The apple doesn’t fall far on this farm

They say, ‘the apple doesn’t fall far from the tree’, and the Montague family has proven that to be true.

It all started with the patriarch Bill in 1948. Fast forward to now, and his grandson Scott has been busy learning about the orchard, packing, distribution, sales and marketing. As much as we all love a Granny Smith or Red Delicious, the family is continuing to crunch into new ground, introducing consumers to new varieties such as Jazz, Envy and Eve.

Montague managing director, Scott Montague, is as passionate about apples as his father and grandfather before him. In fact, the primary land they farm on, 40 minutes from Melbourne, has become a sentimental place.

“We’ve built a memorial on one of our mature dams. It’s got a lot of wildlife, surrounded by apples trees and the memorial is for members of our family who are no longer with us. It’s a really peaceful spot,” Scott shares.

Bringing the Red Delicious to Australia

The farm has been in the family for 75 years. “Same land. We have expanded out but it’s where we started. It’s where it all began.”

Bill, the patriarch, actually started growing vegetables and supplied local hospitals with fresh produce. Apples came later, and he became one of the first people to introduce Red Delicious to Australia.

Scott Montague is now at the helm of the family business started by his grandfather.

Of course, apples have come a long way since the Red Delicious and these days, the Montagues travel the world to find new and exciting ways to produce fruit.

Those travels have allowed the family to introduce some new varieties to shoppers, which is what drives Montague. “We get to eat fruit all the time that is so innovative and offers different flavour profiles,” Scott explains.

It’s so much more diverse than going in and getting a red or green apple.

He feels the apple industry hasn’t been as sophisticated as other industries in celebrating diverse flavour profiles. He’s made it his mission to provide that and is educating people about the options on offer.

Exotic apples and on-farm taste testing

Encouraging people to try those new varieties is the challenge, which is why, the family offers on-farm taste testing at the Narre Warren property. “There are two apples that are great for me. One is Ambrosia – it’s very new to Australia. The sweetness and the light density of the flesh is amazing.

“We launched that during the pandemic, so it’s been a very challenging time to get it out to consumers. It’s also pretty hard to go past Jazz and what it delivers – it’s a sweet apple with a tangy background.”

A fairly ground-breaking new variety, which isn’t available yet, is the Kissabel Apple, that features a red flesh.

It’s part of a breeding program out of France. Again, it’s all natural.

“It’s from crosses with normal apples and crab apples. The original crab apples have a red flesh and that’s where it comes from,” Scott explains.

These red fleshed apples also feature a variety of skin colours including red and green. The feedback has been exceptional, especially from chefs who are excited at the prospect of how it would present on a plate.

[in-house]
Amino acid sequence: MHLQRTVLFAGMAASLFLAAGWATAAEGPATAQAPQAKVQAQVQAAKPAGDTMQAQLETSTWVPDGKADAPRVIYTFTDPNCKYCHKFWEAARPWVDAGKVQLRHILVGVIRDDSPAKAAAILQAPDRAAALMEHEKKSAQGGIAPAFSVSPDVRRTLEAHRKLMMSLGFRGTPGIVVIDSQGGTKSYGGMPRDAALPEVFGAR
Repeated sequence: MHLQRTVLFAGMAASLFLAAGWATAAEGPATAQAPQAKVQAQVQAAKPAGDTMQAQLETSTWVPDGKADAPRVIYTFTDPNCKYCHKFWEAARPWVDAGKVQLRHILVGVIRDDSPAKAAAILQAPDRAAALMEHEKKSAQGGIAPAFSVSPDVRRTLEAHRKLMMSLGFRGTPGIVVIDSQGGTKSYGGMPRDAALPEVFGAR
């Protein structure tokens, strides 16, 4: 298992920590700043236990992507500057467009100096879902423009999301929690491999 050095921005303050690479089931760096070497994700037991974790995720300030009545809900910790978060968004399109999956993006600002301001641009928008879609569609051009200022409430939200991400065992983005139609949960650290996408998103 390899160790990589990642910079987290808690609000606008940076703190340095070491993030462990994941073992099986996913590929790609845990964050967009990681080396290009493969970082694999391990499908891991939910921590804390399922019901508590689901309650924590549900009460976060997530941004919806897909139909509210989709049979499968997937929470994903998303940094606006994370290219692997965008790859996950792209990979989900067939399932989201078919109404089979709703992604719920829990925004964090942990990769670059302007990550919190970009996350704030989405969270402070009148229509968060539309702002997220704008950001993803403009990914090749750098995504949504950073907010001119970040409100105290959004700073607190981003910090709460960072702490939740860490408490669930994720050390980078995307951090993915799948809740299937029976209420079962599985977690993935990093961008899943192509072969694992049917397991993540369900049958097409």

Sustainability and growing exciting new varieties is important to the family.

Montague has developed a profile on consumer tastes and all innovations are based around three keys factors – sweetness, balance and flesh density. They map those factors out and add different flavour profiles around that. “It’s got to be a really special piece of fruit as to why a consumer would pick it up over what they’re already getting.”

Cutting through the cucumber competition

Apple farmers are now competing with a lucrative wholefood snacking market with baby carrots, mini tomatoes, and bite – sized cucumbers all proving immensely popular. Maintaining relevance is crucial. Success is also about meeting consumer expectations beyond taste.

Scott says sustainability is demanded by the market. At the Narre Warren farm, 100% of the water is reused for agriculture, they have solar, and energy used for refrigeration also goes back into heating. But it’s some of the food waste initiatives that really standout.

Thankfully, in the world of apples, there’s big demand for juice, so waste is not a huge issue. However, Montague also grows stone fruit and that has required a bit more imagination. If the fruit doesn’t make a first – grade box, it goes straight to landfill.

With some creativity, Montague has developed a plum puree which Peters Ice Cream is utilising for a sorbet. They are also in discussions with other companies about using waste as a biofuel.

From fires, to floods, to the pandemic – it has been a roller coaster of a few years for Scott and his family. What’s amazing to see is the true belief he has in his work, despite the hardship.

To give them this piece of fruit, blow them away in terms of the flavour, it’s what drives us.

“When you see people eating good fruit and getting excited about it again, it’s really great. It’s just a long way to get it there! But we get to go to work and sell fruit. It’s such a healthy product. It’s good for us. It’s good for the community.”

Scott’s goal is to bring back a surprise on someone’s face when they crunch into a new type of apple. So, if that’s you, please get in touch and let us know!

Hear more stories like this by subscribing to the Telling Our Story podcast on iTunes (or wherever you listen to podcasts) and follow podcast host Angie Asimus on Instagram for more updates.

Angie Asimus

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